Brace yourselves for the next Y2K

While trying to fix a bug on my website, I went digging on the Mozilla Developer Network to get my head around the Javascript `Date` object a bit better. This bit cracked me up:

A JavaScript date is fundamentally specified as the number of milliseconds that have elapsed since midnight on January 1, 1970, UTC. This date and time is the same as the UNIX epoch, which is the predominant base value for computer-recorded date and time values. A day is made up of 86,400,000 milliseconds. Given that and the size of the underlying number used to record the timestamp, and it can be calculated that the Date object can represent dates within +/- 100,000,000 days relative to January 1, 1970, UTC. Consequently, in the year 293,742, we’ll have to think about fixing this.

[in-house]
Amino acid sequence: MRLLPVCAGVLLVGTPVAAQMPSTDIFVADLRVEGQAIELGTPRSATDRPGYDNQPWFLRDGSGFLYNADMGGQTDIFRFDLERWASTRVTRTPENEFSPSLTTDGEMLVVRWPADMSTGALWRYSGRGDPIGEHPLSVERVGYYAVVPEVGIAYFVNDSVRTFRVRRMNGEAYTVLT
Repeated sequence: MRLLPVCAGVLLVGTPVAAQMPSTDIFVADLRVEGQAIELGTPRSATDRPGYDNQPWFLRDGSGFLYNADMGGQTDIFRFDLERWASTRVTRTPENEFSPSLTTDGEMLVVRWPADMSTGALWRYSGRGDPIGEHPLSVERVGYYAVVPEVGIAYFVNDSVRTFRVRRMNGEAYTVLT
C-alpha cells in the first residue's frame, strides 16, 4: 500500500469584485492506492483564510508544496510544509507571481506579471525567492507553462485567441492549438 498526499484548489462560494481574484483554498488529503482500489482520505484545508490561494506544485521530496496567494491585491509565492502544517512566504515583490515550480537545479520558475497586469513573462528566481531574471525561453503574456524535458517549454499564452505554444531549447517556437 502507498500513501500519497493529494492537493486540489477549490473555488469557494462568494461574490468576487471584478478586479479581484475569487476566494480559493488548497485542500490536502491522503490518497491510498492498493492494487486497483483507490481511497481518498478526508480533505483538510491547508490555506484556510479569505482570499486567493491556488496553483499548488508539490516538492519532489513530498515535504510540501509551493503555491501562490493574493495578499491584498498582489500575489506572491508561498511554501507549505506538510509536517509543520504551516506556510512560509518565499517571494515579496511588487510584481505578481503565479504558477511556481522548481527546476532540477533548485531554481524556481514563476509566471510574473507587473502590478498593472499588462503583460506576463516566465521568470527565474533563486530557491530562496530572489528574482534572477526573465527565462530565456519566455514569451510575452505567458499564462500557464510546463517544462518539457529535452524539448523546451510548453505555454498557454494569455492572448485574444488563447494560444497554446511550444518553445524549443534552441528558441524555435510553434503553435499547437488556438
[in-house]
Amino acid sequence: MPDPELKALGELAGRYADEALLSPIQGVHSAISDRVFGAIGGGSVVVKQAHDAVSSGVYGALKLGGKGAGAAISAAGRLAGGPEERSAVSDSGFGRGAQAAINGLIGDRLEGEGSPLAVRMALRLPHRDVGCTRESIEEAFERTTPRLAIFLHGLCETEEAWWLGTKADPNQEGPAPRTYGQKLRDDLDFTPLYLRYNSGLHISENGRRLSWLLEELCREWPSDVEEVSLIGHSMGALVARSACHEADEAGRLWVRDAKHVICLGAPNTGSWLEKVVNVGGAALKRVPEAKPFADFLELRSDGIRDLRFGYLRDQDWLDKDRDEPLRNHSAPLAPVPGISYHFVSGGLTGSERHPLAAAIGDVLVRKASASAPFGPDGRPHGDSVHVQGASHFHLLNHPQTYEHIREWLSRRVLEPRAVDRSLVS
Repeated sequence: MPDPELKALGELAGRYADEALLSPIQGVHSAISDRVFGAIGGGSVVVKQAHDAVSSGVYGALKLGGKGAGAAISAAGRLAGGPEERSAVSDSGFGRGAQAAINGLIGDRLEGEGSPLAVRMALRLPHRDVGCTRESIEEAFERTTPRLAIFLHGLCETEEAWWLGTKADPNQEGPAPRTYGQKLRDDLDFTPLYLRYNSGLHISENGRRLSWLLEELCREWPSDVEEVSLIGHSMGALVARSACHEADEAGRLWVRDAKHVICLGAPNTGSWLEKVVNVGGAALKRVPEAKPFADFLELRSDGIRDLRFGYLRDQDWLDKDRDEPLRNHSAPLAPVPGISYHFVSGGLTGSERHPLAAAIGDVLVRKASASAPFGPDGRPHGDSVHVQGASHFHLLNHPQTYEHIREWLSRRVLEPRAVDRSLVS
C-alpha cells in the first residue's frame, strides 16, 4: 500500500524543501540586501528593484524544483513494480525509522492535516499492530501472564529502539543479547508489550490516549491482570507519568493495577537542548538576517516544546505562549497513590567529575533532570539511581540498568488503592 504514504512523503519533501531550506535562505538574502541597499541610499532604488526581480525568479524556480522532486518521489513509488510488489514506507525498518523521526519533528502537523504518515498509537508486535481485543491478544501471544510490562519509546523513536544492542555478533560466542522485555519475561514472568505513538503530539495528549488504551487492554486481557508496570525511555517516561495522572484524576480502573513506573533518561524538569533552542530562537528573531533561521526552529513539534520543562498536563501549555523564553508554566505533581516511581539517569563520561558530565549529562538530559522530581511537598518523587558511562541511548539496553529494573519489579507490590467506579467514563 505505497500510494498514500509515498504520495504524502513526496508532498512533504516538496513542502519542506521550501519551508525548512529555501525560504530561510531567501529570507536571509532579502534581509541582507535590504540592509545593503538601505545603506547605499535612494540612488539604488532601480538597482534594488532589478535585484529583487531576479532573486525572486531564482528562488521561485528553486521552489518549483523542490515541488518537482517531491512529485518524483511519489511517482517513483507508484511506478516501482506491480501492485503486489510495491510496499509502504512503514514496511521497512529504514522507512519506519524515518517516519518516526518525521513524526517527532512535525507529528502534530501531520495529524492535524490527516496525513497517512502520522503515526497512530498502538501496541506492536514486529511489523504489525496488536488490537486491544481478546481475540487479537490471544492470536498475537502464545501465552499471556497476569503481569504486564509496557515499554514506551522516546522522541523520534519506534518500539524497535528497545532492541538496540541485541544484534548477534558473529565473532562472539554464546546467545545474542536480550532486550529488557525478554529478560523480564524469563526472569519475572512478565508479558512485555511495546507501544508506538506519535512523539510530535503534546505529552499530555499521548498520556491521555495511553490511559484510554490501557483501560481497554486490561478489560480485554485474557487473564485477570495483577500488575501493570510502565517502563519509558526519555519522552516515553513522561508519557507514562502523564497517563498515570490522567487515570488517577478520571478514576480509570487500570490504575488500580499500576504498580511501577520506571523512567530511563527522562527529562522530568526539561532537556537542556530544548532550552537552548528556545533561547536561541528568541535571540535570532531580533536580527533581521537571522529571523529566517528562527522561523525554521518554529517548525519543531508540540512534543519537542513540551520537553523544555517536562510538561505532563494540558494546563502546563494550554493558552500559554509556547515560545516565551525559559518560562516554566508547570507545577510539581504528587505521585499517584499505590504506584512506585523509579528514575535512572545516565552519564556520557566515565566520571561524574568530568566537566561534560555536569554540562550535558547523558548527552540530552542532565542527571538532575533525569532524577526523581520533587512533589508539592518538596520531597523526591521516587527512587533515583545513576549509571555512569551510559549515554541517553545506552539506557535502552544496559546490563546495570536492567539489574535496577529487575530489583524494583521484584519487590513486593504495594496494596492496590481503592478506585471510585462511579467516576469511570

MDN is one of the most authoritive and comprehensive developer references on the web, but it’s also so dry that I'm honestly not sure if they were kidding here or not.